. The Astrobiology Web: Your Online Guide to the Living Universe TM
An Antarctic Photo Album, Volume 4
by Dale Andersen

 About these images
Text and Photographs ©copyright 1996 Dale T. Andersen. All Rights Reserved. Reproduced with permission.

Last update: 14 January 1997

Note: click on thumbnail image to view a full screen version of an image. [Image number, size, and format] are contained to the right of each thumbnail within the caption.

[291, 55K, jpeg] Pinnacle Mat

Pinnacle mat located on the bottom of Lake Joyce in Pearse Valley. The depth is approximately 18 meters including 6 meters of ice that is covering the lake. Despite the thick ice-cover, sediment is able to make its way through holes and cracks that develop. The result is a sediment 'dump' on the bottom of the lake (which can be seen in the background of this photograph).

[322, 33K, jpeg] Home

This is my tent just after a small snowfall. We do not sleep in the huts. The tents provide each of us with a bit of personal space to store our belongings and give us a quiet place to relax.

[355, 77K, jpeg] Transportation

Helicopters such as this Eurocopter AStar operated by PHI under contract to the National Science Foundation, provides the field scientist with their main mode of transportation around the McMurdo Dry Valleys. A Bell 212 also operated by PHI and a Huey operated by the New Zealand military are also used.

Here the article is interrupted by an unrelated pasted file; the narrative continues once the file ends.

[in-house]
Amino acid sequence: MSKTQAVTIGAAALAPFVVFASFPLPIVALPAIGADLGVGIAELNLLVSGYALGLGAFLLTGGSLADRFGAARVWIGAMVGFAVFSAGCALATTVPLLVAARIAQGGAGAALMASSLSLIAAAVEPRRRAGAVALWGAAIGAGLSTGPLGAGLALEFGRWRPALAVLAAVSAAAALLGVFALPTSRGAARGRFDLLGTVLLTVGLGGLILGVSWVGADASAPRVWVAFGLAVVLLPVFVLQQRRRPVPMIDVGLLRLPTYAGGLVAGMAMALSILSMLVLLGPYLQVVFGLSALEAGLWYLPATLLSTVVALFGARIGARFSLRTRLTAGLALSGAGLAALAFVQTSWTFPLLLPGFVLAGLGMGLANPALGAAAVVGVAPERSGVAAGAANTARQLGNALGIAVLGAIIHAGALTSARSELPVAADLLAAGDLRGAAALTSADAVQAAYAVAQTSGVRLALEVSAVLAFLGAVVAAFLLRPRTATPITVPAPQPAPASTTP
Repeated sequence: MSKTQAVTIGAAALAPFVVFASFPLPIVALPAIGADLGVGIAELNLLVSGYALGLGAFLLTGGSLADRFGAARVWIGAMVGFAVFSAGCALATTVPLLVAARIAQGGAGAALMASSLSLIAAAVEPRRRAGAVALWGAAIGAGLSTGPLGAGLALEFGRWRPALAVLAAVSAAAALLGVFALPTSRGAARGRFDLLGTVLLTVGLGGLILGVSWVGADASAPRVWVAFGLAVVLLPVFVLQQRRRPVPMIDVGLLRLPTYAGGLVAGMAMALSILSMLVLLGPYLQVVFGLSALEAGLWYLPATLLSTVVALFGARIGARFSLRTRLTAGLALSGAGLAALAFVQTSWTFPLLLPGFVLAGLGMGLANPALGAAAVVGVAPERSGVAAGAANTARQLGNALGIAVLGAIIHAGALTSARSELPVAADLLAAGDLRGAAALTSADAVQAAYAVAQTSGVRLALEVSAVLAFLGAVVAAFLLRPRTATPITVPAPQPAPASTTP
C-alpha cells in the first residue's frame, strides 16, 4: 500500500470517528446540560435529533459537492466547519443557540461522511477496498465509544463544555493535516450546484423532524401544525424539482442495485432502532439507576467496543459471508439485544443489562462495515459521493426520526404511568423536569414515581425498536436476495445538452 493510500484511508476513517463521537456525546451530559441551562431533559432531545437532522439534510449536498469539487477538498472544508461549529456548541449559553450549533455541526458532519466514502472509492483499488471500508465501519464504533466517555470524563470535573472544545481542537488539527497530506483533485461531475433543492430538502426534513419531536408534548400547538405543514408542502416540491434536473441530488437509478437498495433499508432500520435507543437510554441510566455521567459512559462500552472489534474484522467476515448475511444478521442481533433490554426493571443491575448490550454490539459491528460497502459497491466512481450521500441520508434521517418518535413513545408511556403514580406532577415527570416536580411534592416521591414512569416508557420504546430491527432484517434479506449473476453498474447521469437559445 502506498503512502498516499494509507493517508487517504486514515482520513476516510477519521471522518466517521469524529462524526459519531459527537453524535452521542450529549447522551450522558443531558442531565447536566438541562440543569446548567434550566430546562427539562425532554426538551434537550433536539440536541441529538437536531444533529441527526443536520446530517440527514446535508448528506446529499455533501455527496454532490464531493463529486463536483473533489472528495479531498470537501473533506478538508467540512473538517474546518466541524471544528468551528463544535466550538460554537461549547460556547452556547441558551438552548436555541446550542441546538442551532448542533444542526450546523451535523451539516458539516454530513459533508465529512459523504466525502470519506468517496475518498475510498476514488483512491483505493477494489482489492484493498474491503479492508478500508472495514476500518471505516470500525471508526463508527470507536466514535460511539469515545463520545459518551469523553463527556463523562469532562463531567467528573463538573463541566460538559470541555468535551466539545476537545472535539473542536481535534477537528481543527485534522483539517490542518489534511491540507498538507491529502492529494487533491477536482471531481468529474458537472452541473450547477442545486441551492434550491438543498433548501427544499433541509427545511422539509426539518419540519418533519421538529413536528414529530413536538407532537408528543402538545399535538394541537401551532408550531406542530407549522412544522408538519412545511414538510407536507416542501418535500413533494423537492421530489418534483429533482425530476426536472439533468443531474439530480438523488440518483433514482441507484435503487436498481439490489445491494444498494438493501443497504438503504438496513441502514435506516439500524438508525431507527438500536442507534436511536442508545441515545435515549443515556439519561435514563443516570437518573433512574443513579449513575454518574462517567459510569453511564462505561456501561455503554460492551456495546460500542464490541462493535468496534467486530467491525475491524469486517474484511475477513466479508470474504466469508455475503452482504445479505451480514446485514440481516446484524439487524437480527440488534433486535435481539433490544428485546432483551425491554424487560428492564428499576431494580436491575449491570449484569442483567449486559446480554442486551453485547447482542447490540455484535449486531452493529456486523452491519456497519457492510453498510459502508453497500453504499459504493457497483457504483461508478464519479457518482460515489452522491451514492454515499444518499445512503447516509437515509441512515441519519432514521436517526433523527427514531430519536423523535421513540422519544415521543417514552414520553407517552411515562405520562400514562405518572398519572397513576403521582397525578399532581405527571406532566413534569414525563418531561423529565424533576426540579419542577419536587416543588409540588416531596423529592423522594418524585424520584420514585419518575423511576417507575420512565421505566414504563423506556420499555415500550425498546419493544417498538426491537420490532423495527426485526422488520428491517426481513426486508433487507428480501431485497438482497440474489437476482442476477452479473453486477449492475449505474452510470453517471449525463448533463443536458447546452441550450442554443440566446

[357, 66K, jpeg] Transportation: Closeup view of an NSF Eurocopter AStar.

[389, 44K, jpeg] Dr. Robert A. Wharton, Jr. of the Desert Research Institute

Dr. Robert A. Wharton, Jr. of the Desert Research Institute is the lead Project Investigator for the McMurdo LTER. Dr. Wharton is seen in this photo working on one of the numerous meterological stations that have been placed in the dry valleys. The information that these stations provide are useful in understanding the extreme conditions under which life has adapted.

[399, 55K, jpeg] Dr. Robert A. Wharton, Jr. of the Desert Research Institute

[412, 55K, jpeg] Dale T. Andersen, SETI Institute

Dale T. Andersen, SETI Institute, Mountain View, California next to the Canada Glacier in Taylor Valley, Antarctica.

[413, 55K, jpeg] Camp at Lake Hoare

Our main camp, located in Taylor Valley on the shores of Lake Hoare. The mountain behind the hut rises very steeply to just over 5000 feet.

[419, 55K, jpeg] Main hut at Lake Hoare

Main hut at Lake Hoare, Taylor Valley, Antarctica. It is within this hut that we work, eat and socialize. We also have our communication equipment located here including Internet access. Radio telephones are linked by repeaters to McMurdo and are then connected to a satellite station located on Black Island, about 30 miles west of McMurdo.

[422, 55K, jpeg] Dale Andersen, FN87, with the Explorers Club Flag